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Roger E. Backhouse: The Ordinary Business of LifeChapter 2 The Middle Ages
Udayan RoyECO54 History of Economic Thought
THE MIDDLE AGES
2
The Middle Ages (476 – 1453)
JudaismEarly ChristianityIslamFrom Charles Martel to the Black DeathThe Twelfth-Century RenaissanceNicole Oresme and the Theory of MoneyConclusions
THE MIDDLE AGES
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Judaism
Bible, Old TestamentOne should restrict one’s wants to cope with scarcity.Thecynicsin ancient Rome had similar ideasWealth was the reward for a hard workerBut the pursuit of wealth was badIt leads people away from GodIt leads to dishonesty and exploitationOpposed to commerce and usurySlavery was okay, but slaves should be freed after six yearsDebts would have to be cancelled after seven yearsLand would return to original owners after fifty years
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Quotations: Old Testament
Wealth gotten by vanity shall be diminished: but he that gathereth by labor shall increase.Proverbs 13:11
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Early Christianity
Bible, New TestamentJesuswanted his followers to give up their possessions and warned that the rich may not receive salvationReward for good work would be found in heaven, and not here on earthSt. PaulBelieved in the second coming of Christ and the end of the world. So, economic development was a non-issueSt. AugustineWealth, property, and commerce were not inherently good or bad. What matters is how these things are used and for what purpose
THE MIDDLE AGES
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Quotations: New Testament
The love of money is the root of all evil.Timothy 6:10It is easier for a camel to go through the eye of a needle, than for a rich man to enter into the kingdom of God.Matthew 19:24
THE MIDDLE AGES
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The Islamic World
KoranIncome and property should be taxed to help the poorInterest on loans prohibitedInherited wealth could not go to a single beneficiary, but had to be shared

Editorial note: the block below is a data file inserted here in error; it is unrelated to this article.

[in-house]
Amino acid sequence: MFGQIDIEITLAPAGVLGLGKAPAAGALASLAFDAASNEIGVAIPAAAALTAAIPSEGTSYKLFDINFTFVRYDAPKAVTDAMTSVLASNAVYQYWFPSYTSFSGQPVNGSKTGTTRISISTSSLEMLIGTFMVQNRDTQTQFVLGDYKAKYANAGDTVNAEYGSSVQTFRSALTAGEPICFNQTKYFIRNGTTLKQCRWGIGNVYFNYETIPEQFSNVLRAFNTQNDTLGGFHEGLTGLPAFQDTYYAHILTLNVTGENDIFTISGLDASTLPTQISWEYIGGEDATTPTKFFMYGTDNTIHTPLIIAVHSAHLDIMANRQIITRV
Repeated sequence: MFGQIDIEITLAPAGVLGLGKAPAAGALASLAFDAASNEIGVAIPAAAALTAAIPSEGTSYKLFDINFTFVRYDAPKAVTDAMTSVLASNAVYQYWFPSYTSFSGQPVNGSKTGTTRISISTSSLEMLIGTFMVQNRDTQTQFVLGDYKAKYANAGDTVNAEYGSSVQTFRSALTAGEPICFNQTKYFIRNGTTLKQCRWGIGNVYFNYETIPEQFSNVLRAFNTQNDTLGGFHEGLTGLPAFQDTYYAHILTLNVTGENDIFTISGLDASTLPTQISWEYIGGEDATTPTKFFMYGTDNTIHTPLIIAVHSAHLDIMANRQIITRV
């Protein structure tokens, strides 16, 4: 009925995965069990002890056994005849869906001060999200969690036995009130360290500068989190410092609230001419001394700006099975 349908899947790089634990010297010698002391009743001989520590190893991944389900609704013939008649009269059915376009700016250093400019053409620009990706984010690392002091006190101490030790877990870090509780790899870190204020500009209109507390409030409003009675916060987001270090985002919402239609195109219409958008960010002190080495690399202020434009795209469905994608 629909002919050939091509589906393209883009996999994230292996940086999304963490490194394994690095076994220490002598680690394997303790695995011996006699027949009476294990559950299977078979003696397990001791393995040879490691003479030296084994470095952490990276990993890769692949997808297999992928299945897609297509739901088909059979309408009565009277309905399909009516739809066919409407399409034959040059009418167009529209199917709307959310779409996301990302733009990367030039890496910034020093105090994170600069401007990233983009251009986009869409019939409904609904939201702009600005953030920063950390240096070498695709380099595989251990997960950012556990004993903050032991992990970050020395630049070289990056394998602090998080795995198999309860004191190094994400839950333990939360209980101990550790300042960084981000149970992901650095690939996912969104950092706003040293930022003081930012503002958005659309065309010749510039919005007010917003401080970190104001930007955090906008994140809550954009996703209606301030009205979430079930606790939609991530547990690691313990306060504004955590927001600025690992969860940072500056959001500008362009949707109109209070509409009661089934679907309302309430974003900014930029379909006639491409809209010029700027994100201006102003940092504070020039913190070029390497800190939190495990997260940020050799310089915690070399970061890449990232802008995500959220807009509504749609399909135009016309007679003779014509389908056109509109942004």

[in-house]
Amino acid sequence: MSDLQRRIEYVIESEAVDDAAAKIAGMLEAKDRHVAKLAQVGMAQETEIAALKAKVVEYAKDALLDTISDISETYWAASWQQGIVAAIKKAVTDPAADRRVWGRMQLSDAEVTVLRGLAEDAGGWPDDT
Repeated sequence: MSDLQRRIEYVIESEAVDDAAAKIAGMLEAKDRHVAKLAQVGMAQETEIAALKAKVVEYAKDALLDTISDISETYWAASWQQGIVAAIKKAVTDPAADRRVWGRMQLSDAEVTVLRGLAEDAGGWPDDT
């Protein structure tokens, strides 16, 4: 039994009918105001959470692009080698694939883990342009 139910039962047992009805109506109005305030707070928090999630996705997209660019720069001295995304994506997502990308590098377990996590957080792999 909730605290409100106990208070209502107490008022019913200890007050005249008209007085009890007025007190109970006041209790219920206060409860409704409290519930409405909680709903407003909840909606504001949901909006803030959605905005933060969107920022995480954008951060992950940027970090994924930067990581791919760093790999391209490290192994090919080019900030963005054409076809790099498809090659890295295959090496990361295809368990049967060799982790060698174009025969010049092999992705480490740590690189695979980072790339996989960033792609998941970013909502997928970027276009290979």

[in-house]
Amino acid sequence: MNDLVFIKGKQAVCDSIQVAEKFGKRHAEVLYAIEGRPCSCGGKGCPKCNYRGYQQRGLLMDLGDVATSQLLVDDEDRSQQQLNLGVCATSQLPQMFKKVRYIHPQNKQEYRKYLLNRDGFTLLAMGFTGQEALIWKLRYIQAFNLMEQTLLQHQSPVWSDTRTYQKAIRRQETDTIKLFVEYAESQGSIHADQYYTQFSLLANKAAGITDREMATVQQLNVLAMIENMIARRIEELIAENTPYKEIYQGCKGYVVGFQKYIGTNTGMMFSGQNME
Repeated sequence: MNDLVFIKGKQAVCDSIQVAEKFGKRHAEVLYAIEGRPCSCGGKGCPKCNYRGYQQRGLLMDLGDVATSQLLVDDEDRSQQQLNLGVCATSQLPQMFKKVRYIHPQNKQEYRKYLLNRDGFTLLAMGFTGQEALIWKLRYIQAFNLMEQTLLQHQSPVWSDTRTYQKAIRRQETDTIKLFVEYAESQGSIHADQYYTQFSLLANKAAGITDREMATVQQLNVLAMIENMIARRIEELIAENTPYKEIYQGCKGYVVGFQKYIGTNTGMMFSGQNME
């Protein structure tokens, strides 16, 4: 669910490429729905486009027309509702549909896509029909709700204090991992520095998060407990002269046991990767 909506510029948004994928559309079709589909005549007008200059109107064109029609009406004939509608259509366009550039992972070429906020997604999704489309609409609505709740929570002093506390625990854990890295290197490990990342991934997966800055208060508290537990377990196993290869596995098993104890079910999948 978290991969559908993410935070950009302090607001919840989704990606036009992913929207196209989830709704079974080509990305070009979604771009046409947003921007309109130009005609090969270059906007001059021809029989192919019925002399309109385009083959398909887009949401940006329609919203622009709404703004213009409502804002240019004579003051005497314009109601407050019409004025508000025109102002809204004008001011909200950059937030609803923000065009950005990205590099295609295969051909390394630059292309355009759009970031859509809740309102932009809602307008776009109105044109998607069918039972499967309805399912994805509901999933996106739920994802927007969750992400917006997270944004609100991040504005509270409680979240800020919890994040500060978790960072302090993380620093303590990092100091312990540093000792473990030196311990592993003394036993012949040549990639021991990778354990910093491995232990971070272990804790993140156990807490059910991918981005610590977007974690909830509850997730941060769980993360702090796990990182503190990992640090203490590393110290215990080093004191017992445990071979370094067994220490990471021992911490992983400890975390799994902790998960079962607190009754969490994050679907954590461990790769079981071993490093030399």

THE MIDDLE AGES
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The Islamic World
Averroes (Ibn Rushd, 1126 – 1198)Added liquidity to Aristotle’s list of the functions of moneyUnlike Aristotle, he considered a ruler’s profits from debasement of money to be unjustifiableWanted the value of money to be kept constant
THE MIDDLE AGES
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The Islamic World
Ibn Khaldun (1332 – 1406)Outlined a dynamic theory of empire.Initially, expansion enables greater division of labor and strengthens the empire.But the greater wealth makes people soft and weak.This eventually weakens the empire.
THE MIDDLE AGES
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The Twelfth-Century Renaissance
Increasing prosperity, demand for education, and recovery of some European territory from the Moors, led to the rediscovery of AristotleThe first universities were set up at Bologna, Paris, and Oxford, and then elsewhereScholastic School emergedInterests were still ethical,but economic analysis was often necessary
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The Twelfth-Century Renaissance
Thomas of Chobham (c. 1163 – 1235)Commerce could be beneficial.It could relieve acute scarcity in some regions.But merchants should not charge anything more than their costs.There arereasonswhy usury is a sin.Loaned money becomes the borrower’s property; all gains from the money should therefore go to the borrowerTime belongs to God, not to the lenderThe lender does not share in the borrower’s costs and losses; so why should he take part of the borrower’s profits?
THE MIDDLE AGES
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The Twelfth-Century Renaissance
William of Auxerre (c. 1140 – 1231)He based his ethics on natural law, a set of self-evident rational ideasPrivate property was okay, as long as those who had it shared it with those who had noneInterest could not be justified on the ground that voluntary exchanges are necessarily just; one is under duress when one asks for a loan
THE MIDDLE AGES
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The Twelfth-Century Renaissance
Albert the Great (Albertus Magnus, c. 1200 – 1280)The price of GoodArelative to the price of GoodBdepends on both people’s relative needs for the two goods and the relative costs of producing the two goods.This reflects an early theory of supply and demandThe ethical issue of what price should be paid for a good is related to the analytical idea about the practical matter that unless production costs are paid the good would not get made
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The Twelfth-Century Renaissance
Thomas Aquinas (c. 1225 – 74)Competition between sellers, as occurs in public markets, protects buyers from exploitationThe questions are about ethics; the answers use economic analysis
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Nicole Oresme and the Theory of Money
In the 14thcentury, rulers often debased the currencies in use by reducing the metal contentOresme opposed debasement.Money is a standard of measurement and should be kept constant so as to not create confusionThe ruler manages money as a public trust. Debasement may be done only if it is in the public interest.
THE MIDDLE AGES
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Conclusions
The questions remained ethicalBut the Scholastics tried to find rational arguments for their moral argumentsTo do this they had to develop and analyze economic concepts such as value, competition in markets, money, profit and loss, opportunity cost, and interest.

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Roger E. Backhouse_ The Ordinary Business of Life Chapter ...